“An agreement to establish a framework internationally is necessary to avoid being faced by another politically difficult situation once the yearlong ’Stop the Clock’ exemption runs out next year,” said Sarah Deblock, EU policy director at the International Emissions Trading Association in Brussels.
The EU cap-and-trade program is the cornerstone of the region’s plan to cut greenhouse gases that scientists blame for global warming. It imposes pollution limits on about 12,000 manufacturers and power companies, leading to a cap in 2020 that will be 21 percent below 2005 discharges.
The annual limit for the aviation industry began at 97 percent of average discharges from 2004 to 2006, falling to 95 percent in 2013. Airlines were given emission permits making up 85 percent of the industry cap for free. EU emission permits for delivery in 2013 closed yesterday at 5.43 euros a metric ton on the ICE Futures Europe exchange in London.
International aviation forms a significant proportion of the EU carbon market’s demand over the next seven years and its removal will be a “fundamentally bearish development,” according to Konrad Hanschmidt, a London-based analyst at Bloomberg New Energy Finance.
“This has already been mostly priced in over the past year, as the political opposition to the ETS inclusion has been so overwhelming from outside the EU,” he said by e-mail. “The EU’s strategy has however sped up the negotiation of an international market mechanism for aviation which would be a better long-term outcome.”
A worldwide market-based tool will help the aviation industry meet its 2020 target of carbon-neutral growth, according to the International Air Transport Association. The airline industry’s estimated revenue will be $708 billion this year with an operating profit of $22.4 billion, giving a margin of just 3.2 percent, according to IATA, whose members include Deutsche Lufthansa AG and Singapore Airlines Ltd.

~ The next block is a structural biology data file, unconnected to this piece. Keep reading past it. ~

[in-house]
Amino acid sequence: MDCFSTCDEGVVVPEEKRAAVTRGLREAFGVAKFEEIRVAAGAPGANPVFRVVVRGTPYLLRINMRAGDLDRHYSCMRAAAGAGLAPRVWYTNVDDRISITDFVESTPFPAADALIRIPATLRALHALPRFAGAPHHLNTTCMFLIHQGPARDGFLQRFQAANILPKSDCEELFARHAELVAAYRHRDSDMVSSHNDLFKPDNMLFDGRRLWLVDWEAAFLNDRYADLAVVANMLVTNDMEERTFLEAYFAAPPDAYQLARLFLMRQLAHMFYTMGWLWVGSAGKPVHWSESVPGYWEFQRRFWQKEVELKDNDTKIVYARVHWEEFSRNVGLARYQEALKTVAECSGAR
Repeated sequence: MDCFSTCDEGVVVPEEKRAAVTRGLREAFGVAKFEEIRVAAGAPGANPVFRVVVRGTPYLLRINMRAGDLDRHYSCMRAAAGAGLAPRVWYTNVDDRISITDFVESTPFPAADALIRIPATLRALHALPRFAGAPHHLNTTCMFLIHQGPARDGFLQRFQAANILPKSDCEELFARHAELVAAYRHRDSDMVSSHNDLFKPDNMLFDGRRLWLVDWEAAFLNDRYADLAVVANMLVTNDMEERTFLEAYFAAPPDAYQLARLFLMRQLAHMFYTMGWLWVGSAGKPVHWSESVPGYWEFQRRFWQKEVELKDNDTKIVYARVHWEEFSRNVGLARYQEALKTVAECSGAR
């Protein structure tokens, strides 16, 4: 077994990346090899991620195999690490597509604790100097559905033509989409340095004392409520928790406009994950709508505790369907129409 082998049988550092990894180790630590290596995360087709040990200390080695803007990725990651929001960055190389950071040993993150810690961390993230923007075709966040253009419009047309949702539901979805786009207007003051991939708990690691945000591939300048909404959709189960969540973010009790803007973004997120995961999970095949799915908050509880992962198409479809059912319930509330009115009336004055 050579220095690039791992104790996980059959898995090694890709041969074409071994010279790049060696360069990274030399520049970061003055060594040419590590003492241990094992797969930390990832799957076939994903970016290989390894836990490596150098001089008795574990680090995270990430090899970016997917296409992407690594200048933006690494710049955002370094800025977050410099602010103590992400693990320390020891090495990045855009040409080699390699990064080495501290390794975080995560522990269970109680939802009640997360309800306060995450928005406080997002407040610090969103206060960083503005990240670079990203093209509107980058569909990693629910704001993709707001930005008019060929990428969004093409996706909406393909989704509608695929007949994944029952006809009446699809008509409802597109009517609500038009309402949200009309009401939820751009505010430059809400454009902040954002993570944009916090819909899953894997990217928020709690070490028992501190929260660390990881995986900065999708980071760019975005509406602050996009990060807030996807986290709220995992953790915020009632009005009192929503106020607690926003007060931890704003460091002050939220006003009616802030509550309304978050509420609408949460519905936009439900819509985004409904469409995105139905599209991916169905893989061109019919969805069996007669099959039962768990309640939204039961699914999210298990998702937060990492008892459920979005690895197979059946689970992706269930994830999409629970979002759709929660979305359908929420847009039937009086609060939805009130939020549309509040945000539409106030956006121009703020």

Without a global accord the industry risks the proliferation of regional programs, which could lead to “a whole lot of overlapping, duplicating, sometimes conflicting schemes,” IATA Chief Executive Officer Tony Tyler said.
“There is a degree of optimism a deal can be reached,” Tyler told reporters on a conference call. “Everybody is aware this is a historic opportunity to take a big step forward.”
The commission, the 28-nation EU bloc’s regulatory arm, plans to put forward a proposal to limit the scope of its emissions law for airlines in the first half of October should ICAO back the deal, two people with knowledge of the matter said earlier this month. Any amendment to the EU legislation on that matter would require approval by the region’s governments and the European Parliament.
“There are some bits and pieces in the text that made everybody unhappy,” Jos Delbeke, director general for climate at the commission, told a conference in Brussels on Sept. 4. “So it may be not far away from an ideal compromise.”
With assistance from Christopher Jasper and Robert Wall in London, Mary Jane Credeur in Atlanta and Kim Chipman in Washington. Editors: Andrew Clapham, Peter Chapman. To contact the reporter on this story: Ewa Krukowska in Brussels at email@example.com. To contact the editor responsible for this story: Lars Paulsson at firstname.lastname@example.org.